For a significant period in history, men have held the most potent ranks in leadership. The past governmental construction was hugely archetypical with male political leaders, in both powerful and lesser positions. Until the last few decades, females in legal administrative offices were significantly lacking (Rhode 35). Women’s prejudice was dominant, and society had stereotypical perspectives of female leadership within a legislative position. In 1937, for instance, when Gallup asked electorates if they would vote for a qualified woman as president, only one-third gave an affirmative response (Rhode 36). Up to the late 1970s, this gender’s federal representation was under one percent, and, during this time, only two women served in the government – one as a governor and the other as senator (Rhode 36). Over the decades, however, social dynamisms have led to some landmark shifts in hierarchal positions, especially in the gender contextualization.
Women’s political leadership in the US has undergone slight but considerable metamorphoses in the last few decades. Albeit, evidence point that America is still lagging in the maturation of the aforementioned issue. Although females are arguably the dominant electorates – accounting for over 50 percent of the registered voters as of 2017 – only nineteen percent of the Congress, twelve percent of the governors, and nineteen percent of the mayors were female. This representation ranks the US at 78 globally in women’s presentations in governmental offices (Rhode 35). As of 2019, Nevada was the first state with females holding most of its legislative seats. Furthermore, the New Hampshire Senate became the first legislative chamber among the forty-eight states to transcend gender parity during 2009; however, its overall percentage in both parliaments was still below 50.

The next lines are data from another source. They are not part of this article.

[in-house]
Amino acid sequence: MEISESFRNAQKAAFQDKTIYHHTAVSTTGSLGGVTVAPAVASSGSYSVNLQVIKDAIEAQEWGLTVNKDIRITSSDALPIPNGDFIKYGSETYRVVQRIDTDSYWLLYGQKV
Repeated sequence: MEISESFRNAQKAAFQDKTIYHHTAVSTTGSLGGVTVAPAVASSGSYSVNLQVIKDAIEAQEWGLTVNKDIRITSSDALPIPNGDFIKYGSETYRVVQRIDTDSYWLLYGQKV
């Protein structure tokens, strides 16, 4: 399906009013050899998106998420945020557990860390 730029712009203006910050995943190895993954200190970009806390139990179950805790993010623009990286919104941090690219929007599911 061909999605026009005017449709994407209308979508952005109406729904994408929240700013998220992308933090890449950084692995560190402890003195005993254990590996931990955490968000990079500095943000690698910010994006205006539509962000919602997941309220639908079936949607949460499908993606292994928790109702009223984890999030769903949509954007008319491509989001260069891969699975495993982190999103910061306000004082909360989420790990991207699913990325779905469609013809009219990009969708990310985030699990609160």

From these data, it is evident that, despite the milestone made towards female governmental leadership, the US is still a relatively political infant in this realm compared to other nations like Slovakia, Bangladesh, and Saudi Arabia, which ranked above it. However, the recent numbers are also critically positive indicators of the paradigm shifts of the political leadership-gender characteristics. Albeit, some quarters still perceive it otherwise, compared to the old American political space, recent numbers are indicative of a positive attitude towards female involvement in governmental administration.
Rhode, Deborah L. Women and Leadership. Oxford University Press, 2017.